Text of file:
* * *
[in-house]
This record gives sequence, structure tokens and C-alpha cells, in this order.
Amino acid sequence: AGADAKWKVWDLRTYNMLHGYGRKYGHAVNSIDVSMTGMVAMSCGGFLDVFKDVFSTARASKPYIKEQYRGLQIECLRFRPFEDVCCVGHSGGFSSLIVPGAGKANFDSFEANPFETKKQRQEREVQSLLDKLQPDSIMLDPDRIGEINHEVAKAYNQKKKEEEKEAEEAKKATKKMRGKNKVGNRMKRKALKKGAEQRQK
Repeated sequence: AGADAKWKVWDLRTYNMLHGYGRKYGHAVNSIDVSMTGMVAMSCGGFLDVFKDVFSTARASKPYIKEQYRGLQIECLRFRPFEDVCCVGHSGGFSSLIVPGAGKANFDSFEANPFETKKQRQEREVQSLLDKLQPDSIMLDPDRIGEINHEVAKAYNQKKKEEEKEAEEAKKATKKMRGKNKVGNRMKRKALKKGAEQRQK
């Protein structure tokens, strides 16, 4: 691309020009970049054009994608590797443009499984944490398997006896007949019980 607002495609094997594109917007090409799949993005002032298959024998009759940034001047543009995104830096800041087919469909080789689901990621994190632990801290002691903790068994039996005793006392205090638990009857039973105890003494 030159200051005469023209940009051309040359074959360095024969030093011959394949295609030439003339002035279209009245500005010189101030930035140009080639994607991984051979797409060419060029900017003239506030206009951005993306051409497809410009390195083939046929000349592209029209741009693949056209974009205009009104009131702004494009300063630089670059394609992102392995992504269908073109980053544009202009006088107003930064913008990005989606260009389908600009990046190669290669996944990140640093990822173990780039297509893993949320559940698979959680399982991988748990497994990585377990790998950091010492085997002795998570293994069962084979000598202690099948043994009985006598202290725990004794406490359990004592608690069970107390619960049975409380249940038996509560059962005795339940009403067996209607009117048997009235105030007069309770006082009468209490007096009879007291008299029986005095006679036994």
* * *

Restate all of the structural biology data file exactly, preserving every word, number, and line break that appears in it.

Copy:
[in-house]
This record gives sequence, structure tokens and C-alpha cells, in this order.
Amino acid sequence: AGADAKWKVWDLRTYNMLHGYGRKYGHAVNSIDVSMTGMVAMSCGGFLDVFKDVFSTARASKPYIKEQYRGLQIECLRFRPFEDVCCVGHSGGFSSLIVPGAGKANFDSFEANPFETKKQRQEREVQSLLDKLQPDSIMLDPDRIGEINHEVAKAYNQKKKEEEKEAEEAKKATKKMRGKNKVGNRMKRKALKKGAEQRQK
Repeated sequence: AGADAKWKVWDLRTYNMLHGYGRKYGHAVNSIDVSMTGMVAMSCGGFLDVFKDVFSTARASKPYIKEQYRGLQIECLRFRPFEDVCCVGHSGGFSSLIVPGAGKANFDSFEANPFETKKQRQEREVQSLLDKLQPDSIMLDPDRIGEINHEVAKAYNQKKKEEEKEAEEAKKATKKMRGKNKVGNRMKRKALKKGAEQRQK
């Protein structure tokens, strides 16, 4: 691309020009970049054009994608590797443009499984944490398997006896007949019980 607002495609094997594109917007090409799949993005002032298959024998009759940034001047543009995104830096800041087919469909080789689901990621994190632990801290002691903790068994039996005793006392205090638990009857039973105890003494 030159200051005469023209940009051309040359074959360095024969030093011959394949295609030439003339002035279209009245500005010189101030930035140009080639994607991984051979797409060419060029900017003239506030206009951005993306051409497809410009390195083939046929000349592209029209741009693949056209974009205009009104009131702004494009300063630089670059394609992102392995992504269908073109980053544009202009006088107003930064913008990005989606260009389908600009990046190669290669996944990140640093990822173990780039297509893993949320559940698979959680399982991988748990497994990585377990790998950091010492085997002795998570293994069962084979000598202690099948043994009985006598202290725990004794406490359990004592608690069970107390619960049975409380249940038996509560059962005795339940009403067996209607009117048997009235105030007069309770006082009468209490007096009879007291008299029986005095006679036994």